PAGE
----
To make a long story dubiously shorter, I found myself in a Dutch classroom with a room full of people who speak twice as many languages as I do at least, listening to teachers speak at speeds I thought possible only at auctions. I immediately ran into two problems: everyone in my classes was considerably younger than me, and my classes were ALL SCIENCE. Natuurkunde (Physics), Scheikunde (Chemistry) and Biologie (Biolo… oh) mostly, which was distinctly not exciting for me. Thus, I talked to my school counsellor and got moved up to a higher class level to solve the age problem and into a culture track. Between my first and second weeks of school, I went to Bergen op Zoom (that’s “Zoam”) for the birthday party of one of my exchange student friends, which was very much fun.
My second week began with a new group of people and a new bunch of classes, but this one came with the fact that I had none of my books. Still don’t, actually. But I made friends less awkwardly and I was in classes that will be much more interesting once I learn enough Dutch to follow the teachers’ record-setting speed. During my second week… wait. No. During my first week… ah, everything is mixed together.
In my first week I visited the city Kampen, both as a representative of Rotary Youth Exchange to help my inbound coordinator give a presentation and as a sightseer, getting a pony-cart tour of the gorgeous little city. On the weekend of my second week of school, I got to go to the 25th wedding anniversary of my third host family, which was a lot of fun. A week later, I went to Goes for a weekend organized by the Dutch ROTEX, which was an amazing experience.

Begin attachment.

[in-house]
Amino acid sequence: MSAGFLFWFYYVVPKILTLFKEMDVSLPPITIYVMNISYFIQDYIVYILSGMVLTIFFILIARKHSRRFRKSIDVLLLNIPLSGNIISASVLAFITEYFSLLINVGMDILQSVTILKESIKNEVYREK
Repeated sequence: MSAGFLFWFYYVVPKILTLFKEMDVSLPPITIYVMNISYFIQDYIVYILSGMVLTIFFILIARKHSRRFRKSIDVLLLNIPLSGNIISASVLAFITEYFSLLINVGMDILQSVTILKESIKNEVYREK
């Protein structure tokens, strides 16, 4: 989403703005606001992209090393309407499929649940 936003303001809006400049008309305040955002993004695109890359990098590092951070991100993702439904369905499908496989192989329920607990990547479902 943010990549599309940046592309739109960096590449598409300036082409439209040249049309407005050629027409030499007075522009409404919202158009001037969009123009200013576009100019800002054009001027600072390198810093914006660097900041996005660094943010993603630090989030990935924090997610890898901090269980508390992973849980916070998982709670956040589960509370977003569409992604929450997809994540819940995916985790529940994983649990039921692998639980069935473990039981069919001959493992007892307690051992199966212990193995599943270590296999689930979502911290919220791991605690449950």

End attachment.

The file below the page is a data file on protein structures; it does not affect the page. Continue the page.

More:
I’ve abbreviated all of these different occasions to an almost criminal degree because there really is too much to write about in one entry. I have done and seen so many things and met so many new people, and with each of those comes another story. I’ve learned so much about this wonderful little country, and also about some things I’d never really thought of about the United States and my own life. This first month has been the best time I’ve spent doing anything, and I am so excited by the thought of ten more months ahead of me. I am a fresh exchange student, still naïve in the ways of exchange, but I look forward to the future. I want to send a huge thank you to District 6980, and especially the Rotary Club of Winter Springs for sponsoring me on this amazing exchange. I also want to thank all the people who prepared me to go on this exchange and the people who helped me fund it. Thank you all so much.
I am so excited to share my story with everyone, and I am so grateful for the people who enabled me to write this new chapter in it. I’ll share more about what it’s like being an exchange student when I know more about what it’s like being an exchange student. It is not a simple condition, and I still don’t know half of the repercussions. Tot ziens! Until we see each other again!